Alex Ovechkin… 65 goals. Most ever by a left wing in NHL history… 2007-2008.
Mike Green… goals in eight consecutive games. All time NHL record for defensemen… 2009.
Michal Neuvirth, Semyon Varlamov, Braden Holtby… only trio of goalies for the same team under the age of 22 in NHL history to record ten or more wins apiece in the same season… 2010-2011.
Mike Green… first defenseman since the 1992-1993/1993-1994 seasons to go consecutive years averaging better than a point per game in each one (50 games played minimum)… 2008-2009/2009-2010
Alex Ovechkin and Nicklas Backstrom… only Capitals teammates in franchise history to reach the 100-point mark in the same season… 2009-2010.
All in the rear view mirror.
And it begs the question, “have we seen the best of these players?” On one level, you would certainly hope not, given that none of them have yet gotten past the age of 25 (Ovechkin will be the first to hit 26, this coming September). And there is the matter that some of these “bests” are in the stratosphere. I mean, really… 65 goals? Goals in eight straight games… for a defenseman?
But what if it these “bests” are the best we are going to see from these players? Is that such a bad thing? Well, please note that all these “bests” have occurred since the lockout, and among the five Stanley Cup winners since the lockout…
-- Only two had a 100-point scorer (Carolina, Pittsburgh); one had two 100-point scorers (Pittsburgh).
-- None had a 50-goal scorer; three had a 40-goal scorer.
-- None had a defenseman who averaged a point or more a game.
-- One had a defenseman record more than 15 goals (and Chicago’s Dustin Byfuglien might have had a number of his 17 goals playing as a forward). In fact, of 52 defensemen dressing for the five Cup winners during their respective regular seasons, only seven defensemen recorded as many as eight goals for the season, let alone get them consecutively.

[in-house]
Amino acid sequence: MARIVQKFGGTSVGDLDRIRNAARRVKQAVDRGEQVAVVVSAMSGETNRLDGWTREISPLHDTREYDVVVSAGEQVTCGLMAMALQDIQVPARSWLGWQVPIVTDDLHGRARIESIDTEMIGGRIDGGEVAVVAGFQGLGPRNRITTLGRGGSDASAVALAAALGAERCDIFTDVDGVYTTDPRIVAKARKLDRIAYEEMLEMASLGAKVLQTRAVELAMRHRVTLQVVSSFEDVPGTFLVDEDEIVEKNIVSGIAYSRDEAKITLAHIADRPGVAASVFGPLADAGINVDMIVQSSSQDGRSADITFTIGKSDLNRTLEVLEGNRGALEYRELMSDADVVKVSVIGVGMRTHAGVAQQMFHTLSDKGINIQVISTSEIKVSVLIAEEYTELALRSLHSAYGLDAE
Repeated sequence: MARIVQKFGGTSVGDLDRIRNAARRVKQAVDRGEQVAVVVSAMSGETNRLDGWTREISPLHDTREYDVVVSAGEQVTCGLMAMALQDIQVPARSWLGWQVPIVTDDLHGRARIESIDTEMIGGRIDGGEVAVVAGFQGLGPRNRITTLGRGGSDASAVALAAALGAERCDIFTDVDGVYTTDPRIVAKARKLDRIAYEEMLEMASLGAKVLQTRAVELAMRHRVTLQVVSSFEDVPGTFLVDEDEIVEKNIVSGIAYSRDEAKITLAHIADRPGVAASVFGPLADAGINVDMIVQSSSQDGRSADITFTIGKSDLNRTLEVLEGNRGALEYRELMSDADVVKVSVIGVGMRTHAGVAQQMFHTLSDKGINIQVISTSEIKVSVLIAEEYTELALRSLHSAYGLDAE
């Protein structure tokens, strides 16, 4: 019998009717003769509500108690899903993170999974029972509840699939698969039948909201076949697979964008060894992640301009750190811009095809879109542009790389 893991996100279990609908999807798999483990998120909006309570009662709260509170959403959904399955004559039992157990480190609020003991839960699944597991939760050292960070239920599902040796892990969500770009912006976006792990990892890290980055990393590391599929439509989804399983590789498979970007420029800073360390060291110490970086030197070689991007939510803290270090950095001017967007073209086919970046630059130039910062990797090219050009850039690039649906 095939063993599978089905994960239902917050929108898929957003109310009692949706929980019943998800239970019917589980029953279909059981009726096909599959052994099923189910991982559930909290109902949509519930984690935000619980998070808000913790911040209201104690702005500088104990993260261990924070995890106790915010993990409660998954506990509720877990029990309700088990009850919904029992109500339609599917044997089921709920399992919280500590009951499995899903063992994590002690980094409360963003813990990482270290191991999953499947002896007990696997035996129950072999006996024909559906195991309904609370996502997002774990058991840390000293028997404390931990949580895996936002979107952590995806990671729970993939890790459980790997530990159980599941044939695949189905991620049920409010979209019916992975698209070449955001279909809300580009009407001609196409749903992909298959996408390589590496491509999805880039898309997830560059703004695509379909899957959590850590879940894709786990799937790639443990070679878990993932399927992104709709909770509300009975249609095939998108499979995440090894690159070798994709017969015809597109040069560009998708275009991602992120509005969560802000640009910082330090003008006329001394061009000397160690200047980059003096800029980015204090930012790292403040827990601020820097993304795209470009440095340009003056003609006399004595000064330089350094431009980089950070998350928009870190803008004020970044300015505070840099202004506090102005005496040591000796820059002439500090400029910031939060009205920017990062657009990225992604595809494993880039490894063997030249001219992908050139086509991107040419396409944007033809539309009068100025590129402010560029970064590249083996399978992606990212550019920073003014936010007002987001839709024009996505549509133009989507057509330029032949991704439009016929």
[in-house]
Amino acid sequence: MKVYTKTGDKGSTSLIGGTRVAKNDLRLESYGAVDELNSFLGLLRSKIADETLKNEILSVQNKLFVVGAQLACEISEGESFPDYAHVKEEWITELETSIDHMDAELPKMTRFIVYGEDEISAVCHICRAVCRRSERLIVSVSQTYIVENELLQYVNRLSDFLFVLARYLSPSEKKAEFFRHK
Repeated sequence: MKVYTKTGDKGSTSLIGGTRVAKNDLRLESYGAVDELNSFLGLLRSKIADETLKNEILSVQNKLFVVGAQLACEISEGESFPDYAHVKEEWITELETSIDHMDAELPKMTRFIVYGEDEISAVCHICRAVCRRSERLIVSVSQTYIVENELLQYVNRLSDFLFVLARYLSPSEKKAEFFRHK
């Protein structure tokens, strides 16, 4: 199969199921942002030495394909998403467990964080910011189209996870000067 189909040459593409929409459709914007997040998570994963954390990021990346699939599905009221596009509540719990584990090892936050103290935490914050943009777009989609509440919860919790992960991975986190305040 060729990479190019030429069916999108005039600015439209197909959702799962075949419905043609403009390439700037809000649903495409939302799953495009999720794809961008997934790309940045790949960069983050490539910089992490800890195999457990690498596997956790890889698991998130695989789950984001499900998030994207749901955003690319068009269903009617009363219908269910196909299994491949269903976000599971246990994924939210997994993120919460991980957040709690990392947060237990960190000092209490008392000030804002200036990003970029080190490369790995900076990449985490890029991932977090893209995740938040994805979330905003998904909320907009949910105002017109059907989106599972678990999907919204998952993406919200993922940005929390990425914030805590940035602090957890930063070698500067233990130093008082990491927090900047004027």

-- Four had two goalies record at least 10 wins. In fact, two had two goalies record at least 20 wins (Chicago in 2010; Detroit in 2008). None had three goalies with at least ten wins.
Perhaps career bests are nice for the trophy case and for the player notes in the media guide, but not for winning championships. Teams that have won in recent years do have dominating players – Crosby and Malkin in Pittsburgh in 2009; Datsyk and Zetterberg for the 2008 Wings; Selanne and Niedermayer in Anaheim in 2007; Kane, Keith, and Toews in 2010 in Chicago. But not necessarily “career-best” sort of dominating.
Watching your favorites on the Caps pile up numbers and the accolades that accompany them are a nice diversion during the regular season, but they are no reliable predictor of post-season success. If the Caps are going to win, it has to be a 20-man effort every night, even if it means we’ve seen the last of any “career bests” from any of these Caps.
And maybe that’s the “best” to be hoped for.